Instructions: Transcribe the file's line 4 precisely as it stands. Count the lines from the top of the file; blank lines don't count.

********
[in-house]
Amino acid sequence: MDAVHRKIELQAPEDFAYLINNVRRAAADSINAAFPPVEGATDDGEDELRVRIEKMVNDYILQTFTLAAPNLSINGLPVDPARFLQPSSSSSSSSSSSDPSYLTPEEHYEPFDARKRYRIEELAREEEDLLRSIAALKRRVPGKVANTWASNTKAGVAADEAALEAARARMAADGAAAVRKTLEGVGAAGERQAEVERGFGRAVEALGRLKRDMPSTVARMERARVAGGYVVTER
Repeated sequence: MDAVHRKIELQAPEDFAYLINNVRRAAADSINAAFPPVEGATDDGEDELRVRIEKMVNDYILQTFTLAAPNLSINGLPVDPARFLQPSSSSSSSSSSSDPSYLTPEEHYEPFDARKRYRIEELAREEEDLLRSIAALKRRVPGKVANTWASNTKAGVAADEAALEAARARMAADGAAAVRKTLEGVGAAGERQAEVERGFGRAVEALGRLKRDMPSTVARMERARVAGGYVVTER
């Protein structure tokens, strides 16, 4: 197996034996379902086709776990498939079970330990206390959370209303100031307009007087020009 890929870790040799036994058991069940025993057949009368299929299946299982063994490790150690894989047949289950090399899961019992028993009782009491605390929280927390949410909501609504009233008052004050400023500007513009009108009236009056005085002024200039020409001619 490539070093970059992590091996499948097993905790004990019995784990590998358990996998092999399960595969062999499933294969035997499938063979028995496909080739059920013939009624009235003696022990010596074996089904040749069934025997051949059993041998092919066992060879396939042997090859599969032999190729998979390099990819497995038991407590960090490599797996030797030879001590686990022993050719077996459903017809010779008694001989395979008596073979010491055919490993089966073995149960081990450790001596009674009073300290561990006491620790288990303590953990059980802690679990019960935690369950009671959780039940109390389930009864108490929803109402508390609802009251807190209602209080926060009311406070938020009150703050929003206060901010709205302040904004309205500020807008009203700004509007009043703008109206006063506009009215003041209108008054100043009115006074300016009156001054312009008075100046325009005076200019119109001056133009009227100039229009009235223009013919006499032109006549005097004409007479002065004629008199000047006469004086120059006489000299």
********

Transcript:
């Protein structure tokens, strides 16, 4: 197996034996379902086709776990498939079970330990206390959370209303100031307009007087020009 890929870790040799036994058991069940025993057949009368299929299946299982063994490790150690894989047949289950090399899961019992028993009782009491605390929280927390949410909501609504009233008052004050400023500007513009009108009236009056005085002024200039020409001619 490539070093970059992590091996499948097993905790004990019995784990590998358990996998092999399960595969062999499933294969035997499938063979028995496909080739059920013939009624009235003696022990010596074996089904040749069934025997051949059993041998092919066992060879396939042997090859599969032999190729998979390099990819497995038991407590960090490599797996030797030879001590686990022993050719077996459903017809010779008694001989395979008596073979010491055919490993089966073995149960081990450790001596009674009073300290561990006491620790288990303590953990059980802690679990019960935690369950009671959780039940109390389930009864108490929803109402508390609802009251807190209602209080926060009311406070938020009150703050929003206060901010709205302040904004309205500020807008009203700004509007009043703008109206006063506009009215003041209108008054100043009115006074300016009156001054312009008075100046325009005076200019119109001056133009009227100039229009009235223009013919006499032109006549005097004409007479002065004629008199000047006469004086120059006489000299």